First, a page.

"Stacy Perman has pulled off a remarkable feat in this book. In telling the story of the most complex watch ever made, she writes about a device that not only tells time with exquisite percision but also, in her capable hands, opens up a revealing window onto an entire age." Toby Lester, author of The Fourth Part of the World and Da Vinci's Ghost
"A unique competition between two scions of the Gilded Age is the driver for this fresh look at the mores of the rich and powerful. The aim of the competition was to acquire the world's most complicated timepieces. She effectively combines these different strands, providing a compelling social history....A masterful approach to composition combines with a fascinating plot and makes its subject entertaining as well as compelling." Kirkus, starred review
New York Times bestselling author Stacy Perman chronicles the thrilling pursuit between two ambitious men in the early 1900s to possess the most complicated timepiece in history.
In 1999, at a monumental auction held at Sotheby’s in New York City, an eighteen-carat gold pocket watch delivered in 1933 shattered all known records when it was sold for $11 million. Secretly commissioned by the wealthy financier Henry Graves, Jr., the timepiece contained twenty-four “complications,” including a celestial chart over Manhattan. Considered the Mona Lisa of timepieces, it had been the coveted victor in a collecting duel that spanned three decades.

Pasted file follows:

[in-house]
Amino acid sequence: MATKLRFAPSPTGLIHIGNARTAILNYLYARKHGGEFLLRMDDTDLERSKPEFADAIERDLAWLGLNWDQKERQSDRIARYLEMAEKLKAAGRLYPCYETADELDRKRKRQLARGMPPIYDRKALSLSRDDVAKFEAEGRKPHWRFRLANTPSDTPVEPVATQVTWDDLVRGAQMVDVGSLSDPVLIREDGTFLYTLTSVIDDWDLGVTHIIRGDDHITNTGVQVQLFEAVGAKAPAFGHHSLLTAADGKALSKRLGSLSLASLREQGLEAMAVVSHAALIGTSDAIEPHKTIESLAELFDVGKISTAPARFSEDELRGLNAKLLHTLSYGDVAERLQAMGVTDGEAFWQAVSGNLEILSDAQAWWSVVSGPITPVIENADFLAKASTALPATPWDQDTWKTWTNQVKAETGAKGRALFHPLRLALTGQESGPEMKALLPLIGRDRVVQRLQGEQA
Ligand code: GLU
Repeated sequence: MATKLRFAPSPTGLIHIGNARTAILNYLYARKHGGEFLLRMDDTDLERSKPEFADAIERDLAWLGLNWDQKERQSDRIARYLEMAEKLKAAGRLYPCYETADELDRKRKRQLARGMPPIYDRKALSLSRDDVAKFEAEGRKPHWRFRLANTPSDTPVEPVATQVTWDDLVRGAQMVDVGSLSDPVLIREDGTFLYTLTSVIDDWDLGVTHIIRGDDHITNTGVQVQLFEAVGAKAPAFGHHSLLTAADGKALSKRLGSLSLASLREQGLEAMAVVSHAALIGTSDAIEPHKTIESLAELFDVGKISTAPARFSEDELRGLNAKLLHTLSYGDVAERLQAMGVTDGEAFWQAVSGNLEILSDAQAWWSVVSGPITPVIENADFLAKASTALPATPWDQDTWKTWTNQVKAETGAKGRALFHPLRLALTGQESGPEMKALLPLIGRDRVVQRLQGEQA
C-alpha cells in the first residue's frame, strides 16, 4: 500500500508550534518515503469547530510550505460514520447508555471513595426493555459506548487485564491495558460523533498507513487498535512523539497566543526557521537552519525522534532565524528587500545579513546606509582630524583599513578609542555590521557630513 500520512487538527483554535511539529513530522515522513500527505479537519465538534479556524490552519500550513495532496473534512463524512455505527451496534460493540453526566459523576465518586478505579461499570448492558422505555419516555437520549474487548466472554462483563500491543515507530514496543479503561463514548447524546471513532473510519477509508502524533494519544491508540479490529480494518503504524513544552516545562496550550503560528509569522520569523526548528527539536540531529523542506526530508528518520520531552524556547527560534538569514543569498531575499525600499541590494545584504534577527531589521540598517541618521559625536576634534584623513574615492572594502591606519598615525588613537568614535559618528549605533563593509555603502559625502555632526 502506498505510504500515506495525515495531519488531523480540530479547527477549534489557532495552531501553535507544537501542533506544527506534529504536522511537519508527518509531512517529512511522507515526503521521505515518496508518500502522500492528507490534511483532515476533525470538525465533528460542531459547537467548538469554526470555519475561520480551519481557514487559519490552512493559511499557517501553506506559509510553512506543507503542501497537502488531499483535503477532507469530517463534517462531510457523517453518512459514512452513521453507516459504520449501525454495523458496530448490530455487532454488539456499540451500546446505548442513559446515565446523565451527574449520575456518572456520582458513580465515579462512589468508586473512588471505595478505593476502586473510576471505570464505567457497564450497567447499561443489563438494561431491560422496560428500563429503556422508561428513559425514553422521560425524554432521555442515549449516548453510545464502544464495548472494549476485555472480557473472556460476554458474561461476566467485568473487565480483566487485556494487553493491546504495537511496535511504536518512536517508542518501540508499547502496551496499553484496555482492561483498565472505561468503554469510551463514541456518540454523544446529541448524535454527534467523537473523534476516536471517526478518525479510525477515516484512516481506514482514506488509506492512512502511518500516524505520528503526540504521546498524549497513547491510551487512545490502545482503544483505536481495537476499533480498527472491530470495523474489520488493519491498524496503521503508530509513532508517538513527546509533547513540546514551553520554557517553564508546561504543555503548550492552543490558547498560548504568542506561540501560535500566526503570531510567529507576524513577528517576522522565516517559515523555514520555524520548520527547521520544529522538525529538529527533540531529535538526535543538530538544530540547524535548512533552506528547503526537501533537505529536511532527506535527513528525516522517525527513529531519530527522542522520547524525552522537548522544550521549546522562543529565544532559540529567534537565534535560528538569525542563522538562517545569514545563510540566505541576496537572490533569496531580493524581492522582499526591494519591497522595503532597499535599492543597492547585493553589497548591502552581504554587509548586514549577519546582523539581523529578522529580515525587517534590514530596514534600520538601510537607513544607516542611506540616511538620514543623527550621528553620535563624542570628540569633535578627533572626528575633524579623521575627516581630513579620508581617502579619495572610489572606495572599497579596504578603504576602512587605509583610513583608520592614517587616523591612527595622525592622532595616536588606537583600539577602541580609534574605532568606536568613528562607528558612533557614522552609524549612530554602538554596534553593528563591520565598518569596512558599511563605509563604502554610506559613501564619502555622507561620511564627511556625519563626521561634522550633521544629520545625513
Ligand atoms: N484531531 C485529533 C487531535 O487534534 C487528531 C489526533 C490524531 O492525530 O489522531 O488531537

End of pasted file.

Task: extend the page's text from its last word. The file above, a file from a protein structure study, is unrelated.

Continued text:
In A Grand Complication, Stacy Perman takes us back to the early twentieth century to tell the incredible story of horological rivals: Wall Street and high society figure Henry Graves, Jr., and James Ward Packard, the brilliant inventor and automobile tycoon behind the elegant Packard Motorcar. These archetypes of American success went head to head, driving the finest watchmakers to push the boundaries of mathematics, astronomy, craftsmanship, and technology, all to win a personal race against time. With fascinating historical details that recreate the rich lives of these players and their families, Perman transports us from the clubby world of New York high society to the birth of the American auto industry and its apogee of style in the Packard line, and into the ateliers of the greatest Swiss watchmakers. Theirs is the story of consuming passion, money-fueled epochs and economic collapse, the obsessive world of watches, and how it influenced the expression of wealth and luxury through gadgets and toys that have become symbols of status.
About the Author
Stacy Perman is an award-winning journalist and the author of the New York Times bestseller In-N-Out Burger. The recipient of a MacDowell fellowship, she is a former writer with Business Week and Time. Her work has appeared in the Los Angeles Times, The Wall Street Journal, and many other publications. She lives in New York City.